Self-Harm: My Journey
Self-Harm: My goal in writing is to provide insight and educate the
public about mental illness. General
acceptance of those struggling with mental illness has yet to be achieved. Mental
illness is the final frontier for social acceptance. ~Ted
Self-Harm: Shedding some light
I attempt to shed light on these matters with a
touch of humor. Unfortunately, today’s
contribution is about the dark stuff. We
all have a dark side, that part of us which we don’t want anyone else to know
about. The following is my personal
experience with self-harm. Others may
have other reasons and experiences for engaging. These are mine.
I was diagnosed with Bipolar disorder and OCD a few years ago. I had been struggling with depression and anxiety for most of my adult life. It doesn’t matter who you are, but everyone gets “depressed and anxious.” However, it’s a matter of degree. Let’s admit, others are trying to survive minute by minute – imagine that.
My manic episodes manifested themselves as anger. I felt bulletproof and did everything in fast forward. I felt like I could fly. Sometimes it subsided, sometimes it didn’t. For me, self-harm wore “many hats.” But the common denominator was releasing pain and anger. It also served as a form of punishment for having this illness, for not “measuring up” – not achieving my objectives, being a “freak”, for my business and personal failures. What I remember most was that there was very little physical pain. If there was pain, it felt good. I burned myself.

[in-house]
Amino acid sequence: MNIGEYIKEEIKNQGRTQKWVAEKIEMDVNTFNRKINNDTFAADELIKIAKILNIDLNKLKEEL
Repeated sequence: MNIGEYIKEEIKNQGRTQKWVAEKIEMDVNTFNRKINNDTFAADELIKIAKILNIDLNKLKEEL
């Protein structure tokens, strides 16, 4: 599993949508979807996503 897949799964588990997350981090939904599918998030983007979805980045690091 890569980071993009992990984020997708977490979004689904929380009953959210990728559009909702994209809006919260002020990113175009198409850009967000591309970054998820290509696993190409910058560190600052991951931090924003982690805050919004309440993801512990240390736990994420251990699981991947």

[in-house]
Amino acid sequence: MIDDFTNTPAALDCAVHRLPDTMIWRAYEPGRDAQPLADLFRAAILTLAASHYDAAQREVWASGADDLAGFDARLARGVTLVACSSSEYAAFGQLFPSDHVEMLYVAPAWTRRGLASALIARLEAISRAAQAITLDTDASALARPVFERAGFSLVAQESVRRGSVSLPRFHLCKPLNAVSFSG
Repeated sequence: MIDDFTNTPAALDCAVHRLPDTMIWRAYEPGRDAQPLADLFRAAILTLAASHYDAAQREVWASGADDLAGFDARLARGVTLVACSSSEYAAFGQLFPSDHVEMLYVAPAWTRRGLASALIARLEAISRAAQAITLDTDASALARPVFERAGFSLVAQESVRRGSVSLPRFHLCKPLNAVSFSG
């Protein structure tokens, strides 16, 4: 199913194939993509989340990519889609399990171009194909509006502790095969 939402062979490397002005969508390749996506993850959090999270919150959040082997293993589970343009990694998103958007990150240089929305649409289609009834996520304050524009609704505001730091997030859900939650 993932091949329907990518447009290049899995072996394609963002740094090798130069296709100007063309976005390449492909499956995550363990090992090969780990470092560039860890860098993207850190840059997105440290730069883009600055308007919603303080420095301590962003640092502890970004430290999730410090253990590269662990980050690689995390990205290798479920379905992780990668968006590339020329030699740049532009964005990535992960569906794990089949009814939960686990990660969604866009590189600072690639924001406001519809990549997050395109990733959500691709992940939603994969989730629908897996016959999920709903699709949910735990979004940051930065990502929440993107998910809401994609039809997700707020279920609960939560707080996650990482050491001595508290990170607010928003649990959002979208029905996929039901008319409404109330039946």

I was numb and looking to transform an invisible enemy into something tangible - scars left from my burns. Something I could point to, something to advertise to the world that I was in the midst of the battle for my life, an attempt at legitimizing the struggle for the uninitiated. Yes, some of them had no reservation in writing me off. This comes with the territory. Accept it and march on.
The great news is that I sought help and got it. After sorting out the bad ones, I finally
found the best professionals who were able to dial me in to the medications
that worked. I also engaged in Cognitive
Behavioral Therapy (CBT) which involved my own efforts at managing this
beast. One must have the courage to seek
this help. It’s there for the
My heart goes out to those suffering. You are not alone. There is hope and
there are those who will accept you and welcome you in seeking their
expertise. If you feel you are about to harm yourself, please call 911 immediately.
Peace to you.
Self-Harm and More Ways to Outsmart Anxiety